The Guardian has a good report today on the very important, but often neglected, connection between livestock in agriculture and human health.
Scientists call it zoonosis, but you can think of it as where HIV, cholera, avian flu, plague and many other (in fact, most) human diseases come from.
Though this natural evolutionary tendency for infectious bugs to move from infecting animals to humans (and vise versa) often happens in the wild, many experts think poor agricultural hygiene methods used in the developing world means it is happening with greater frequency on farms.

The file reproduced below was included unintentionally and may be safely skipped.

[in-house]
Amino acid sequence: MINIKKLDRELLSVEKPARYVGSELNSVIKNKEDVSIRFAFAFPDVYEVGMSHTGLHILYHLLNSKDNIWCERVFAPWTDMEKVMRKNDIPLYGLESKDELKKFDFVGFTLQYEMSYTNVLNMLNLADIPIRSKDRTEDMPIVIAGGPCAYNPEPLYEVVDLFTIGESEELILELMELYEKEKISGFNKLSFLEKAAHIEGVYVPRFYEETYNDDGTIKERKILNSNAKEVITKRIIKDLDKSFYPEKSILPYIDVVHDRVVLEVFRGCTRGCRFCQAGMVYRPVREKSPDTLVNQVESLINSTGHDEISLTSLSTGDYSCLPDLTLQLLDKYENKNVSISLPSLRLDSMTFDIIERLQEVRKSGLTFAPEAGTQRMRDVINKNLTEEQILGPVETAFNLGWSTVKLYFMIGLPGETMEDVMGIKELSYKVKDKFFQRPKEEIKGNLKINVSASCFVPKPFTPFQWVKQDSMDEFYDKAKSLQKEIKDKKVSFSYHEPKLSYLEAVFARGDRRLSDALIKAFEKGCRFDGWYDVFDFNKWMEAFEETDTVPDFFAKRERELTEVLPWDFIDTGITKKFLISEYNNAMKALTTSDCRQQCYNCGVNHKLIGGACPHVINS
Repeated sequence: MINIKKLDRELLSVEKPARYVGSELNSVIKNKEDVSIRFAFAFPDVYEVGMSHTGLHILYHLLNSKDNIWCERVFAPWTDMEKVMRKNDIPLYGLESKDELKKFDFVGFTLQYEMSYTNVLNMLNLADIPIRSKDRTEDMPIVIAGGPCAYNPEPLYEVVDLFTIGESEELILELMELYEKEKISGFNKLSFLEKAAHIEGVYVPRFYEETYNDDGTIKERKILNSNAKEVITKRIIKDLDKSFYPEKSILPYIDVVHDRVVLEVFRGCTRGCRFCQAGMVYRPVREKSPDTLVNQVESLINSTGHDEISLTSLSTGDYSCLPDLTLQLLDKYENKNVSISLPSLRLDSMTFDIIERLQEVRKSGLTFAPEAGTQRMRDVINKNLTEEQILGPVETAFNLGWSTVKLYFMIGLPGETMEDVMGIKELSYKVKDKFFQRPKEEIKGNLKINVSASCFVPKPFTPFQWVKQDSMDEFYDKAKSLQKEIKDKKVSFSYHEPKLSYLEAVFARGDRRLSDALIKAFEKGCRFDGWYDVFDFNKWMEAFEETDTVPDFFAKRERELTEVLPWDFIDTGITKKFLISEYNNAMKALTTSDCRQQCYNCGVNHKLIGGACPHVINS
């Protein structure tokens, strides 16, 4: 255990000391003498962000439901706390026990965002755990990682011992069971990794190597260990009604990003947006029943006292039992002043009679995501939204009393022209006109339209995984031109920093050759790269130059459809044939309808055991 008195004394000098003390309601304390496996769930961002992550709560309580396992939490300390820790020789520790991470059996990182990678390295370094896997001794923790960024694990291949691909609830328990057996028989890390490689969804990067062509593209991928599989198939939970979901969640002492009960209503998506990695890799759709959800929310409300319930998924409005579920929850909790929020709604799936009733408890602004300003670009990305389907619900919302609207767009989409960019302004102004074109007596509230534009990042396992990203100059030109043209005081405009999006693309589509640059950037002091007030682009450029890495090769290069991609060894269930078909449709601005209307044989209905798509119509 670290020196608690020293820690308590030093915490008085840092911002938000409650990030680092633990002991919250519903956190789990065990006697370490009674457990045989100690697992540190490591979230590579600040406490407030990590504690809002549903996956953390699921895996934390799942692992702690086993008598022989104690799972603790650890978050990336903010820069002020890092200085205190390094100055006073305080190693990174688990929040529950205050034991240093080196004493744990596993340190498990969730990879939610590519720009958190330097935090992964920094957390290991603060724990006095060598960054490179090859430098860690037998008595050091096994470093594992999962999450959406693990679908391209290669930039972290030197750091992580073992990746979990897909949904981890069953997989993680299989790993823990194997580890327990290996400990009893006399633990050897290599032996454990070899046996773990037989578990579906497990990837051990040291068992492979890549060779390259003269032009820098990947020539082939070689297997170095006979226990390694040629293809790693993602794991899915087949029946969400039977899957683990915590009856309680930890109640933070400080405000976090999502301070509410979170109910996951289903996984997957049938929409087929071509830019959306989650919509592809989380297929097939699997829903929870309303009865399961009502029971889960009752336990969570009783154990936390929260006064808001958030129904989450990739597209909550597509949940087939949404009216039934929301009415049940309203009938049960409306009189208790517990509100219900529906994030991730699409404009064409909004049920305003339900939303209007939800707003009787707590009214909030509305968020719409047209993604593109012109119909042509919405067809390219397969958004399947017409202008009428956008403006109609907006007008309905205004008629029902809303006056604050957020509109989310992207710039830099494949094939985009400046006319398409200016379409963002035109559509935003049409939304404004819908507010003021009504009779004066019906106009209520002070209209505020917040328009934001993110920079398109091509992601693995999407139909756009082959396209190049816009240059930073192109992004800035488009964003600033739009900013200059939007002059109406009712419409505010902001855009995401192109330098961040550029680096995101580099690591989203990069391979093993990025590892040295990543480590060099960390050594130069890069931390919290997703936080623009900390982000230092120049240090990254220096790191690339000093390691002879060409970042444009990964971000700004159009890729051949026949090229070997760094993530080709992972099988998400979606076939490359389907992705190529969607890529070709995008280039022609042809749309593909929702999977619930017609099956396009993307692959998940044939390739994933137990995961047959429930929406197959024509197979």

Says The Guardian:
A new human disease emerges around every four months, usually after jumping from animals. Many of these infections are minor and of interest only to microbiologists. But as intensive agricultural production expands and populations push into uninhabited areas, epidemics of devastating diseases, like Sars and HIV, which started out as animal pathogens, are likely to become more common.